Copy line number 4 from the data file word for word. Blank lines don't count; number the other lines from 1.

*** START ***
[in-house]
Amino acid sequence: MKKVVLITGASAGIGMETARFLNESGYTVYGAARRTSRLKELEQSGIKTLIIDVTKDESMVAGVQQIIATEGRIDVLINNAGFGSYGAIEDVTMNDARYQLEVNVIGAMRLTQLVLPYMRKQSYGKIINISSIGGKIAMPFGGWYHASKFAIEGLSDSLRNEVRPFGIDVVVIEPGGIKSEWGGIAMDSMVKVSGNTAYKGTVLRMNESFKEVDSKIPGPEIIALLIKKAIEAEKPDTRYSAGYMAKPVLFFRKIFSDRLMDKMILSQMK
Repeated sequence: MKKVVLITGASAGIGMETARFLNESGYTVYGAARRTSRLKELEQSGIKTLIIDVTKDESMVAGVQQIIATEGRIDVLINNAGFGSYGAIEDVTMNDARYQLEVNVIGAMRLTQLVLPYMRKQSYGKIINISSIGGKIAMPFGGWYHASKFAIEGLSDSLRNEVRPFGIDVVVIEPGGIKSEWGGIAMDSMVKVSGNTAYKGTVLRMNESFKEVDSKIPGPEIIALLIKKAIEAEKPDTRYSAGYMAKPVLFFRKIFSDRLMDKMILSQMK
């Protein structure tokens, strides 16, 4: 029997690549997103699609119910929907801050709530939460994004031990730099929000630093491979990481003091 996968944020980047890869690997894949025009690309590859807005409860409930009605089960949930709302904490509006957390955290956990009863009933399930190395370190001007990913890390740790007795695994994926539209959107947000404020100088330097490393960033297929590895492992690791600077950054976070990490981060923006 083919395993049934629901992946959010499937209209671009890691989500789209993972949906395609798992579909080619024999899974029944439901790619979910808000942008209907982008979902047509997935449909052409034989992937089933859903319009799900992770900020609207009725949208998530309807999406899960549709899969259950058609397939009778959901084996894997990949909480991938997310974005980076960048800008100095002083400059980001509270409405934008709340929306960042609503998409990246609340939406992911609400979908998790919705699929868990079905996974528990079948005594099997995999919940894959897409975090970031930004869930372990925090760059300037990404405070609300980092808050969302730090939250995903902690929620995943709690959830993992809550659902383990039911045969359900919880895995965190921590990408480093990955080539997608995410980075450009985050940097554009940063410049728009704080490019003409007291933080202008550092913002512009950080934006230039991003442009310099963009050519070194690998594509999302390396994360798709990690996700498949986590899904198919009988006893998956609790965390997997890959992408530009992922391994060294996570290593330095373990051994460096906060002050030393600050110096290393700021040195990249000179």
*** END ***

């Protein structure tokens, strides 16, 4: 029997690549997103699609119910929907801050709530939460994004031990730099929000630093491979990481003091 996968944020980047890869690997894949025009690309590859807005409860409930009605089960949930709302904490509006957390955290956990009863009933399930190395370190001007990913890390740790007795695994994926539209959107947000404020100088330097490393960033297929590895492992690791600077950054976070990490981060923006 083919395993049934629901992946959010499937209209671009890691989500789209993972949906395609798992579909080619024999899974029944439901790619979910808000942008209907982008979902047509997935449909052409034989992937089933859903319009799900992770900020609207009725949208998530309807999406899960549709899969259950058609397939009778959901084996894997990949909480991938997310974005980076960048800008100095002083400059980001509270409405934008709340929306960042609503998409990246609340939406992911609400979908998790919705699929868990079905996974528990079948005594099997995999919940894959897409975090970031930004869930372990925090760059300037990404405070609300980092808050969302730090939250995903902690929620995943709690959830993992809550659902383990039911045969359900919880895995965190921590990408480093990955080539997608995410980075450009985050940097554009940063410049728009704080490019003409007291933080202008550092913002512009950080934006230039991003442009310099963009050519070194690998594509999302390396994360798709990690996700498949986590899904198919009988006893998956609790965390997997890959992408530009992922391994060294996570290593330095373990051994460096906060002050030393600050110096290393700021040195990249000179």